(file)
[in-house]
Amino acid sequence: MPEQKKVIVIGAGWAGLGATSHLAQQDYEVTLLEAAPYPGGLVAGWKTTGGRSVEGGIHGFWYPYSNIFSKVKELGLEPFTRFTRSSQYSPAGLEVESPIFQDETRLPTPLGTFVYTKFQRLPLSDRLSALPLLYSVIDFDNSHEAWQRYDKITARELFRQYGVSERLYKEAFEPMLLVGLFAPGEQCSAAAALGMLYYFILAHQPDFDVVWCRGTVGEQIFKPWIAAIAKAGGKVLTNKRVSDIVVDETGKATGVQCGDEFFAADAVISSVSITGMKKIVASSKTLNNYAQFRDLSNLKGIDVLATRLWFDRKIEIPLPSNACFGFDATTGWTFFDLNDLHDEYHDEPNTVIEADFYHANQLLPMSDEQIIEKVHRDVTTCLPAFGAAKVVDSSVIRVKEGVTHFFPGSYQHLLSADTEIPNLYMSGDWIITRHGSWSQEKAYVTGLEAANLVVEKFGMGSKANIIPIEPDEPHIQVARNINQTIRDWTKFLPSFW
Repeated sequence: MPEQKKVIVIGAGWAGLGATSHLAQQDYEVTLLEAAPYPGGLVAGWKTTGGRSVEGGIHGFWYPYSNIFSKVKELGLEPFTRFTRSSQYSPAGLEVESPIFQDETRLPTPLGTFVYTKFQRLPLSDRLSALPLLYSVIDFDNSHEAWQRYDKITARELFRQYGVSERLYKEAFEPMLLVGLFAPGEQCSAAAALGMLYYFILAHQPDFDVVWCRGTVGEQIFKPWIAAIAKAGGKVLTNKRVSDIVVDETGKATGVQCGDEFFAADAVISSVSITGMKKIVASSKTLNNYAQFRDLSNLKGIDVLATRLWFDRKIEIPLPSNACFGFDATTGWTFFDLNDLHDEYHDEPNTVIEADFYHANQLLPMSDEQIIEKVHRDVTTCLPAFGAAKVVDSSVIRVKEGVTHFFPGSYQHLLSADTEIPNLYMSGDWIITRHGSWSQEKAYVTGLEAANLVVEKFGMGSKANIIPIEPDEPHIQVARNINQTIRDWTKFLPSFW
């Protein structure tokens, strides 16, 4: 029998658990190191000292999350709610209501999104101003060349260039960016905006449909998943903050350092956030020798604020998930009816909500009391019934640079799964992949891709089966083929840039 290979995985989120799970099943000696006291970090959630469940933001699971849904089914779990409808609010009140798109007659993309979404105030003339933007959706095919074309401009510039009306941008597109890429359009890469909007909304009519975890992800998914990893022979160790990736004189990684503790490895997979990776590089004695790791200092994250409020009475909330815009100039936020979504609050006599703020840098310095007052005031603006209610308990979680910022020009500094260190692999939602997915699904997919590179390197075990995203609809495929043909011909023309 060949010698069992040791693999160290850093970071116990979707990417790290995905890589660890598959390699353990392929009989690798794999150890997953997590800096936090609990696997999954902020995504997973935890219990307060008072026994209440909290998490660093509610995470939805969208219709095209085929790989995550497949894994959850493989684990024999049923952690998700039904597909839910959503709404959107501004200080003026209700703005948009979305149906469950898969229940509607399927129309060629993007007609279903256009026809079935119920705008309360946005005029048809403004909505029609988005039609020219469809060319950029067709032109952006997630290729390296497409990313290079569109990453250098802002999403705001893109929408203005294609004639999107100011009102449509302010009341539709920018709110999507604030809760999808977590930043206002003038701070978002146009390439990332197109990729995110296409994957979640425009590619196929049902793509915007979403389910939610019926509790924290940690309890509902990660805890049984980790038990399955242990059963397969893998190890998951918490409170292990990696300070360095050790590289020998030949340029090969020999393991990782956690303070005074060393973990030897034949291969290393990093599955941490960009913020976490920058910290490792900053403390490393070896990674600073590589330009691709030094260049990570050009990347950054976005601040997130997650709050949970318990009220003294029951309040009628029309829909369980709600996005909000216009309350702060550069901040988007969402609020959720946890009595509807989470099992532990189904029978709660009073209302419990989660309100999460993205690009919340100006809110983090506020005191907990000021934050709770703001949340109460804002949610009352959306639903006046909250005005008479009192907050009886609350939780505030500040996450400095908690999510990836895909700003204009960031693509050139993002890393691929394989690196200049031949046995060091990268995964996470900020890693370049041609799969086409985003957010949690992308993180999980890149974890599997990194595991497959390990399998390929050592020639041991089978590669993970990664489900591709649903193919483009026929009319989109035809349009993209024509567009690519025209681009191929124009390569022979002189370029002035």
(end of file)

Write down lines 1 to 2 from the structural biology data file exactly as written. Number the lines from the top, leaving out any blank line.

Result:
[in-house]
Amino acid sequence: MPEQKKVIVIGAGWAGLGATSHLAQQDYEVTLLEAAPYPGGLVAGWKTTGGRSVEGGIHGFWYPYSNIFSKVKELGLEPFTRFTRSSQYSPAGLEVESPIFQDETRLPTPLGTFVYTKFQRLPLSDRLSALPLLYSVIDFDNSHEAWQRYDKITARELFRQYGVSERLYKEAFEPMLLVGLFAPGEQCSAAAALGMLYYFILAHQPDFDVVWCRGTVGEQIFKPWIAAIAKAGGKVLTNKRVSDIVVDETGKATGVQCGDEFFAADAVISSVSITGMKKIVASSKTLNNYAQFRDLSNLKGIDVLATRLWFDRKIEIPLPSNACFGFDATTGWTFFDLNDLHDEYHDEPNTVIEADFYHANQLLPMSDEQIIEKVHRDVTTCLPAFGAAKVVDSSVIRVKEGVTHFFPGSYQHLLSADTEIPNLYMSGDWIITRHGSWSQEKAYVTGLEAANLVVEKFGMGSKANIIPIEPDEPHIQVARNINQTIRDWTKFLPSFW